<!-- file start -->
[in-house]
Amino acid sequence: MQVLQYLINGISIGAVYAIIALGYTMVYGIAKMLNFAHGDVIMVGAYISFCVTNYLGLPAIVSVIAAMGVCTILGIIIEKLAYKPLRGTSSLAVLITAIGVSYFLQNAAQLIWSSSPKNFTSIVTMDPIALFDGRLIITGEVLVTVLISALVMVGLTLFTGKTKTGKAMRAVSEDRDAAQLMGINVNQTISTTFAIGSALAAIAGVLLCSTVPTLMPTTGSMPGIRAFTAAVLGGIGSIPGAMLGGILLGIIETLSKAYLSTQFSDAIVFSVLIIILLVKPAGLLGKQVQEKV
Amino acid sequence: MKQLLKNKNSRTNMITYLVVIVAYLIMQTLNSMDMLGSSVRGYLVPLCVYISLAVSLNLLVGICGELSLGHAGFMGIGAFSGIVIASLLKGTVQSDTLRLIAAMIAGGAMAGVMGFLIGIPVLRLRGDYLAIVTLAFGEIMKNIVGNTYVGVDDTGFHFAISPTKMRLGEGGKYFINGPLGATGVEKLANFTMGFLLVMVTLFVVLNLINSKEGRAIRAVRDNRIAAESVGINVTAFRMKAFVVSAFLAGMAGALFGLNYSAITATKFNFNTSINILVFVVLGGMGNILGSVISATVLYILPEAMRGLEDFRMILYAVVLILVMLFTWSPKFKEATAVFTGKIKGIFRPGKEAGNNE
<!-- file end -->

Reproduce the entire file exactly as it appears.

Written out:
[in-house]
Amino acid sequence: MQVLQYLINGISIGAVYAIIALGYTMVYGIAKMLNFAHGDVIMVGAYISFCVTNYLGLPAIVSVIAAMGVCTILGIIIEKLAYKPLRGTSSLAVLITAIGVSYFLQNAAQLIWSSSPKNFTSIVTMDPIALFDGRLIITGEVLVTVLISALVMVGLTLFTGKTKTGKAMRAVSEDRDAAQLMGINVNQTISTTFAIGSALAAIAGVLLCSTVPTLMPTTGSMPGIRAFTAAVLGGIGSIPGAMLGGILLGIIETLSKAYLSTQFSDAIVFSVLIIILLVKPAGLLGKQVQEKV
Amino acid sequence: MKQLLKNKNSRTNMITYLVVIVAYLIMQTLNSMDMLGSSVRGYLVPLCVYISLAVSLNLLVGICGELSLGHAGFMGIGAFSGIVIASLLKGTVQSDTLRLIAAMIAGGAMAGVMGFLIGIPVLRLRGDYLAIVTLAFGEIMKNIVGNTYVGVDDTGFHFAISPTKMRLGEGGKYFINGPLGATGVEKLANFTMGFLLVMVTLFVVLNLINSKEGRAIRAVRDNRIAAESVGINVTAFRMKAFVVSAFLAGMAGALFGLNYSAITATKFNFNTSINILVFVVLGGMGNILGSVISATVLYILPEAMRGLEDFRMILYAVVLILVMLFTWSPKFKEATAVFTGKIKGIFRPGKEAGNNE